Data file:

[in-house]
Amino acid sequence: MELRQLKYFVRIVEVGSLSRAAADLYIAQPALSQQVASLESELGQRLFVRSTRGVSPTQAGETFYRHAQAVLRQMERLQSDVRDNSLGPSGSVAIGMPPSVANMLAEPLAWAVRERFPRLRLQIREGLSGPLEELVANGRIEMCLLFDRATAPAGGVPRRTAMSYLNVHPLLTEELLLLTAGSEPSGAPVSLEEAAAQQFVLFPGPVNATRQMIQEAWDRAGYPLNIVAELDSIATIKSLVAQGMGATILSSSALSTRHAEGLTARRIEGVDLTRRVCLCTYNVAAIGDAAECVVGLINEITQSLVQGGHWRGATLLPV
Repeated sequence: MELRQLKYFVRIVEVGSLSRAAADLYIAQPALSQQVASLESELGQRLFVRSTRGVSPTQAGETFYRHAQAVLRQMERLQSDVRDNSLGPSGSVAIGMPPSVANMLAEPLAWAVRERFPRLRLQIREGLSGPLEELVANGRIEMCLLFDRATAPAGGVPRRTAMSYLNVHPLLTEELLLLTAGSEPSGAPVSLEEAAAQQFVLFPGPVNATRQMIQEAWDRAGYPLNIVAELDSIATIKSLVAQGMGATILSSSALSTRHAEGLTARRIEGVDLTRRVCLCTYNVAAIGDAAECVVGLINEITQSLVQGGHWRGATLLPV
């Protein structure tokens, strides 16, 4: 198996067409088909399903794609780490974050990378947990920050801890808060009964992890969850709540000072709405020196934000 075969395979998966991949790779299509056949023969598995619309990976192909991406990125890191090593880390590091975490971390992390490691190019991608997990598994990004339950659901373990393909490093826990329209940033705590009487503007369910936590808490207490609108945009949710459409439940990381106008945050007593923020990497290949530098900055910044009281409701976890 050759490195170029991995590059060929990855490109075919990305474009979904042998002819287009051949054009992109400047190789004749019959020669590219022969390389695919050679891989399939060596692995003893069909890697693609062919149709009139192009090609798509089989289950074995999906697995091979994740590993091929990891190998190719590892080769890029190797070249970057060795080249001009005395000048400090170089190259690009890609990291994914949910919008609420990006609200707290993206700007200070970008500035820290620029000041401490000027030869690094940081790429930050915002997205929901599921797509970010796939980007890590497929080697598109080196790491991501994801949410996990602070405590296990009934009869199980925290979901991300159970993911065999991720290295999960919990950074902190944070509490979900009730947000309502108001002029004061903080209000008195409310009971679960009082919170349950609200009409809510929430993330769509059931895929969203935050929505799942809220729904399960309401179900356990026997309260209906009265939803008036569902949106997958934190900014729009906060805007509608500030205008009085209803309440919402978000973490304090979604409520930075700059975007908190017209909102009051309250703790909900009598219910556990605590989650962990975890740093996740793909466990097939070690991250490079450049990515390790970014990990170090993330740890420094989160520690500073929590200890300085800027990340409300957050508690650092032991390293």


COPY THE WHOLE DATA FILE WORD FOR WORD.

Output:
[in-house]
Amino acid sequence: MELRQLKYFVRIVEVGSLSRAAADLYIAQPALSQQVASLESELGQRLFVRSTRGVSPTQAGETFYRHAQAVLRQMERLQSDVRDNSLGPSGSVAIGMPPSVANMLAEPLAWAVRERFPRLRLQIREGLSGPLEELVANGRIEMCLLFDRATAPAGGVPRRTAMSYLNVHPLLTEELLLLTAGSEPSGAPVSLEEAAAQQFVLFPGPVNATRQMIQEAWDRAGYPLNIVAELDSIATIKSLVAQGMGATILSSSALSTRHAEGLTARRIEGVDLTRRVCLCTYNVAAIGDAAECVVGLINEITQSLVQGGHWRGATLLPV
Repeated sequence: MELRQLKYFVRIVEVGSLSRAAADLYIAQPALSQQVASLESELGQRLFVRSTRGVSPTQAGETFYRHAQAVLRQMERLQSDVRDNSLGPSGSVAIGMPPSVANMLAEPLAWAVRERFPRLRLQIREGLSGPLEELVANGRIEMCLLFDRATAPAGGVPRRTAMSYLNVHPLLTEELLLLTAGSEPSGAPVSLEEAAAQQFVLFPGPVNATRQMIQEAWDRAGYPLNIVAELDSIATIKSLVAQGMGATILSSSALSTRHAEGLTARRIEGVDLTRRVCLCTYNVAAIGDAAECVVGLINEITQSLVQGGHWRGATLLPV
């Protein structure tokens, strides 16, 4: 198996067409088909399903794609780490974050990378947990920050801890808060009964992890969850709540000072709405020196934000 075969395979998966991949790779299509056949023969598995619309990976192909991406990125890191090593880390590091975490971390992390490691190019991608997990598994990004339950659901373990393909490093826990329209940033705590009487503007369910936590808490207490609108945009949710459409439940990381106008945050007593923020990497290949530098900055910044009281409701976890 050759490195170029991995590059060929990855490109075919990305474009979904042998002819287009051949054009992109400047190789004749019959020669590219022969390389695919050679891989399939060596692995003893069909890697693609062919149709009139192009090609798509089989289950074995999906697995091979994740590993091929990891190998190719590892080769890029190797070249970057060795080249001009005395000048400090170089190259690009890609990291994914949910919008609420990006609200707290993206700007200070970008500035820290620029000041401490000027030869690094940081790429930050915002997205929901599921797509970010796939980007890590497929080697598109080196790491991501994801949410996990602070405590296990009934009869199980925290979901991300159970993911065999991720290295999960919990950074902190944070509490979900009730947000309502108001002029004061903080209000008195409310009971679960009082919170349950609200009409809510929430993330769509059931895929969203935050929505799942809220729904399960309401179900356990026997309260209906009265939803008036569902949106997958934190900014729009906060805007509608500030205008009085209803309440919402978000973490304090979604409520930075700059975007908190017209909102009051309250703790909900009598219910556990605590989650962990975890740093996740793909466990097939070690991250490079450049990515390790970014990990170090993330740890420094989160520690500073929590200890300085800027990340409300957050508690650092032991390293």